FIG. 2 shows details of the second device controller 16/2. The print data proceed from the host computer to a raster processor 24 (SRA). These information contain a page information that allocates the respective print data to an exact page of the print data stream. The page information need not necessarily correspond to that page information that is contained in the print data stream itself; on the contrary, the host computer can provide it with an arbitrary, internal numbering or, respectively, a corresponding code. The raster processor 24 conducts these page information to a device control processor 21 via the control line 25. On the other hand, the device control processor 21 continuously receives corresponding page information from the printer controller 16/1 via the device control line 19 that inform it of which pages have already been printed by the printer 10/1. The device control processor 21 conducts these page information to a first-in-first-out register memory 22 wherein the page information of the first printer 10/1 are intermediately stored.
Proceeding from the stored data about the time delay or, respectively, number of steps required in order to transport the paper web 5 from the first transfer printing zone 18/1 to the second transfer printing zone 18/2, the device control processor 21 fetches the page information from the memory 22 and compares these page data of the first printer 10/1 to the page data in the second printer currently made available by the master processor 24 via line 25. When the two page two conform to the preset rule, for example that—in duplex mode—the printer 10/1 has printed page number 19 and page number 20 is currently pending for printing at the raster processor 24, then the printing in printer 10/2 is enabled, and the raster processor can conduct the data it has rastered to the transfer printing station 18/2 via line 26.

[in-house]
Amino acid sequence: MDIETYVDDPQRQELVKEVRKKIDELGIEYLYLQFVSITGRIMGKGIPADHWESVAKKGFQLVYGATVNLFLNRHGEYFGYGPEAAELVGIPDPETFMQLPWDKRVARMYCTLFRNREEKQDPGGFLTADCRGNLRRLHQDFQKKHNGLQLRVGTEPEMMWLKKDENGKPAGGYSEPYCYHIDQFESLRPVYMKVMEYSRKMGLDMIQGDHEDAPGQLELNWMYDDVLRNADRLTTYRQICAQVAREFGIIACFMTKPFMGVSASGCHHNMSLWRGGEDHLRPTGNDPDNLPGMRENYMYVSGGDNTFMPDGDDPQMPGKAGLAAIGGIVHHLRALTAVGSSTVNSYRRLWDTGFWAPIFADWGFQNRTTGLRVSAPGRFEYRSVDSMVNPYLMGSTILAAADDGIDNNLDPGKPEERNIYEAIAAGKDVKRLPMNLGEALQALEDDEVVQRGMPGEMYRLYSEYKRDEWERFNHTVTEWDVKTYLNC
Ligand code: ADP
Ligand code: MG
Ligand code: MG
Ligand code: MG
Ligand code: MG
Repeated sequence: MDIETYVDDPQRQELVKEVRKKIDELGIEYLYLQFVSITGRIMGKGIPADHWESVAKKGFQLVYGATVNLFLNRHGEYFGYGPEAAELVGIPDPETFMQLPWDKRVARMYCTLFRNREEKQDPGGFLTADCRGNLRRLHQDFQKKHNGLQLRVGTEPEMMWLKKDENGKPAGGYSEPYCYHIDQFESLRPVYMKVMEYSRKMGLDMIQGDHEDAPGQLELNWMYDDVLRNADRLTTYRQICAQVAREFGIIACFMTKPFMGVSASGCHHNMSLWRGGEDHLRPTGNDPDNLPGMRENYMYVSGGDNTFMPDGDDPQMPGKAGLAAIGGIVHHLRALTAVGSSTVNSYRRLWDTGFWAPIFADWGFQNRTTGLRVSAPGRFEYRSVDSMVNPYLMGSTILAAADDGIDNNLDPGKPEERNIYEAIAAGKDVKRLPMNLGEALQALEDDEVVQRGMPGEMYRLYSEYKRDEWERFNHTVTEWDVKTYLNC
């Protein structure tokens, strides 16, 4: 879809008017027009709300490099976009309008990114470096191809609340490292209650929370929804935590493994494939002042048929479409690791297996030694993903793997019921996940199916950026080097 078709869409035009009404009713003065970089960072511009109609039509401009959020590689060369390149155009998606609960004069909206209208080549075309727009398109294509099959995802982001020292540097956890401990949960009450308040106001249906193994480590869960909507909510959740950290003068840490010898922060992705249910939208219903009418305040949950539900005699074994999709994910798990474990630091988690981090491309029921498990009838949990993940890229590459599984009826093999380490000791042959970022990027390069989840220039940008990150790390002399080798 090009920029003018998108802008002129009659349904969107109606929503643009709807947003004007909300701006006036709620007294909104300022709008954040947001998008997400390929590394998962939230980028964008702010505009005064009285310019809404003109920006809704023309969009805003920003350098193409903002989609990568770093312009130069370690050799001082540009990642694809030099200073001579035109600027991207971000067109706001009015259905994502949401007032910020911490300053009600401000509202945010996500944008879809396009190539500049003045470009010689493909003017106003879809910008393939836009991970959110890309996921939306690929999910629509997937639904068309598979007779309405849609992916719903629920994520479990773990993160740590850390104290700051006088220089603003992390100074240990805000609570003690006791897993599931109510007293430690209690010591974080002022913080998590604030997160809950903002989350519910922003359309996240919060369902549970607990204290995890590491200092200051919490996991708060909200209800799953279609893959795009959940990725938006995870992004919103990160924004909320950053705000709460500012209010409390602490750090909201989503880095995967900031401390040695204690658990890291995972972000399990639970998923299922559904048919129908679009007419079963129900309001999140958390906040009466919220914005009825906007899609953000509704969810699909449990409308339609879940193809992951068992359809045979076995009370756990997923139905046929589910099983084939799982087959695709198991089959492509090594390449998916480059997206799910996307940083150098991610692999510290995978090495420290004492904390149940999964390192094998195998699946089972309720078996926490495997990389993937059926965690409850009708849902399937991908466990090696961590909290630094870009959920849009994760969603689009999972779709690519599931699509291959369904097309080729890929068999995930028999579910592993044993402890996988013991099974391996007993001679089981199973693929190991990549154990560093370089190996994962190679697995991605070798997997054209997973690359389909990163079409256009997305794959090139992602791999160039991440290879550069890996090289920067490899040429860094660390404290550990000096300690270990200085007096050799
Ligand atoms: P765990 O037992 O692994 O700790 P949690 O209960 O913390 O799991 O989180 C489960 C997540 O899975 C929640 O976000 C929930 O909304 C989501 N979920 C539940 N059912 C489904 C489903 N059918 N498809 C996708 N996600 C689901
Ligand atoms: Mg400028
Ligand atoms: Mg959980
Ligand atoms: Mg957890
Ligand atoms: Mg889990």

The transmission of the page data between the two printers 10/1 and 10/2 via the line 19 ensues according to a defined data protocol, whereby security mechanisms can be built in so that the communicated page information dependably proceeds into the memory 22. Insofar as the page data between the printer 10/1 and the raster processor 24 do not agree, the device control processor 21 outputs an error message. The printing system can be subsequently stopped. When, for example, the drive control 23 of the second printer or the corresponding drive control of the first printer 10/1 reports a transport error, the device controller 16/1 or 16/2 can likewise react with a stop of the printing system. The page information in the memory 22 and in the raster processor 24 are preserved and can be reemployed upon restart of the printing system, so that a re-synchronization is no longer required in many instances.